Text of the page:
"I wish I knew."
"So you haven't been claimed?"
"No, I think I have, I just don't remember."
"Why don't you remember?"
"How am I supposed to know that? I have amnesia or something. I can barely remember my name."
"Do you remember anything?"
"I remember that I was cold, and I was alone . . ." I had been about to say that I had been scared but I remembered that Reyna had said that weakness was frowned upon. Somehow I got the feeling that she wouldn't smile upon fear.
She led me through the complex of tents to the largest one in the camp.
I knew that it was layered with magic as soon as I saw it. Not that I completely saw it. I more sensed it. It was almost completely invisible, the only thing that I could see that made it any different from the tents it was in front of was that I could see the wind waving it slightly, so that the material moved, almost have a rippling effect on the chameleon-style camouflage.
I could barely see it, but I could feel the magic emanating off it. It gave off an aura of the kind of a power that your parents and teachers hold over you, a kind of 'Your teacher only gives you work to make you better' or 'Mother knows best'. It felt like the power of a really condescending king, but a lot more powerful. Inside the tent there was noise. I heard a voice which I thought was familiar, but wasn't quite sure. It was a bit whiny, but also very powerful.
There was another voice, a smooth voice that seemed to speak in a bit of a howl. It sounded like natural opera. Abruptly the voice became rough, and the smooth opera became a growl.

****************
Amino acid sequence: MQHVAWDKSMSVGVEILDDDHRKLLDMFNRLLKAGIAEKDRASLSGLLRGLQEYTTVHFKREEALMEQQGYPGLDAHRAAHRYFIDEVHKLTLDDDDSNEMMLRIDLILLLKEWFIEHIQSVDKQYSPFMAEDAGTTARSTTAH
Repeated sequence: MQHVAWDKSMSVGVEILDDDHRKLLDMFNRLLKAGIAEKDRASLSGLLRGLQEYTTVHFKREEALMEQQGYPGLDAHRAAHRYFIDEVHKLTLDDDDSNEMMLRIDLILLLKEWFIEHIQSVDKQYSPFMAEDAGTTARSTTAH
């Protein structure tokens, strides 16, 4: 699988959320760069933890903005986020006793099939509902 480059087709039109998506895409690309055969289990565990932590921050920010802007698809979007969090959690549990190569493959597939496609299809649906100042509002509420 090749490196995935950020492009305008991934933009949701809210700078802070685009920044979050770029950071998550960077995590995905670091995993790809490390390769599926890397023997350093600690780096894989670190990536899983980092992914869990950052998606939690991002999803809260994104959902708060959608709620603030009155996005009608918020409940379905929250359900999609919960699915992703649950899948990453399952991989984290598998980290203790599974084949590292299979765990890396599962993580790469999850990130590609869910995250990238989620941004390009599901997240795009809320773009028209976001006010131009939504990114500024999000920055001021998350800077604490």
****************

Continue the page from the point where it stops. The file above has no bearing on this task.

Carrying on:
"I don't care how many rules you have already broken by giving me this limited, useless peice of irrelevent information, I need to know what is going on!" The voice was strong and husky, and left no question of disobedience. Except if you were the man with the high voice.
"I can't tell you. If you were to act on the knowledge it would rip both sides apart."
"But we wouldn't be two sides, we'd be one, that's the beauty of it. Together, we would be indestructible."
"Indestructible until you destroyed one-another. The very way the children think is different!"
I didn't know what they were arguing about, but they were having a debate hot enough to solve the energy crisis.
Reyna steered me round the tent, until I saw a flap in the fabric. I thought she was going to push me inside straight away, but instead she waited respectfully at the tent entrance for the people inside to notice us.
There was a certain charge and power to the air. It seemed almost static, and as I sat up my orange t-shirt crackled. I looked down. I was wearing tattered grey jeans and an orange t-shirt that was so dirty and burned that I could barely make out that some parts of it had writing. It was very hard to distinguish the letters from the rest of the top, and half or them were practically singed off anyway. It looked something like Cano Hiof-Picod.
I don't know. It made no sense at all.
"Someone is trying to bring us together, and it was going to happen sooner or later. We might as well bring the sides together in a truce, instead of a bloody battle.
"Someone," said the other voice mockingly. "It could be anyone! If we come together then there would be a huge war and lots of blood. Tragedy is really, really bad for parties, and after all these troubles I really need is an increase in godly partying to bring me up to normal party level. Please?"